How do analysts influence B2B technology purchases?

Industry analysts are market experts and influencers who play a crucial role in B2B technology purchasing decisions.  There are a number of ways in which they influence these decisions including recommendations by creating vendor shortlists, producing influential reports, contribute to bespoke projects and vendor or customer engagements and are authoritative independent voices in industry events and in the media.

Let’s tackle each of these areas in turn.

Analyst need to have a detailed understanding of the sectors they cover.  Only in doing this can they regard themselves as independent and authoritative voices. Aside from their core function of understanding technology solutions and their benefits, analysts make recommendations in vendor shortlists for clients looking to invest in specific technologies.  Vendors need to have robust and effective marketing plans including analyst relations strategies, to ensure analysts have a complete understanding of the value they provide with their solutions.

Although the role of analysts has changed in recent years, their major research published each year is still regarded as important. Reports such as the Gartner Magic Quadrants and Ovum Decision Matrix, generate media interest. They also becoming important promotional tools. Vendors in the much-vaunted upper righthand quadrant – an indication that they are market leaders, waste little time in promoting positive ratings in these reports.

Major reports are covered by interested industry watchers and trade media. For example, the profiles and company positions on the Gartner Integrated Revenue and Customer Management (IRCM) Magic Quadrant will be closely followed by all the telecoms software vendors covered, and by the service providers who purchase those IRCM solutions.

There are a number of other areas where analysts play an influential role in the technology market. Other research such as paid for commissioned reports, influences technology decisions by generating collateral used by in-house sales and marketing teams to target prospective customers.

The process of commissioning this research enables more analyst engagement. It ensures clients have direct access to established analysts who produce the vendor shortlists mentioned earlier. In some paid research projects and consulting engagements, the use of inbound inquiry calls is a powerful tool to engage with analyst.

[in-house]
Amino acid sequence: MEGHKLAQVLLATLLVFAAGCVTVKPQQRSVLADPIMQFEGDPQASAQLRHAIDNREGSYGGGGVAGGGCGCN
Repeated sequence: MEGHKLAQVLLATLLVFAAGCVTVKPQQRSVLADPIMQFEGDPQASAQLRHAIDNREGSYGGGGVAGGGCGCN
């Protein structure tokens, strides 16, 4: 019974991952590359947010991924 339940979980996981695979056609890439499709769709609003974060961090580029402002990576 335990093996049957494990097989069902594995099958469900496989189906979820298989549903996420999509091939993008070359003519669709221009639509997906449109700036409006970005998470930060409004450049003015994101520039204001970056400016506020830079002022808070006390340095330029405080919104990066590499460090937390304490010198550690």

Inquiry calls enable companies more time to speak directly with these analysts, produce detailed analysis of solutions, and of business strategy and product roadmaps. Crucially in some cases, it allows the analyst access to customer insight where a vendor’s solution is deployed. This insight of product implementation and its benefits, is part of what the analyst needs to make an informed decision when creating the vendor shortlists for prospects.

The modern role of analyst influence in the technology sector also extends to speaking engagements at industry events and analyst conferences. These events, such as Gartner Symposium and TM Forum Live or Mobile World Congress are costly to participate and attend, but still attract significant numbers of C-level attendees and generate media coverage.

Sometimes overlooked but just as important is that industry analyst research is also used by equity analysts, as a basis for their recommendations to the financial community. When technology purchase decisions are made, industry analysts are very often one of the first groups of influencers who are consulted.  In addition, they provide trade and business journalists with insight and media quotes in articles and news stories.

In conclusion, analysts play a significant role in the process of technology purchasing. From information gathering and vendor identification through to vendor assessment and selection, analysts play an influential role in the final decision made by customers. Those tasked with creating an effective marketing strategy place technology analysts as a priority audience. Those bypassing analyst influence do so at their peril, running the risk of handing an opportunity for thought leadership and greater brand awareness and business growth to competitors.

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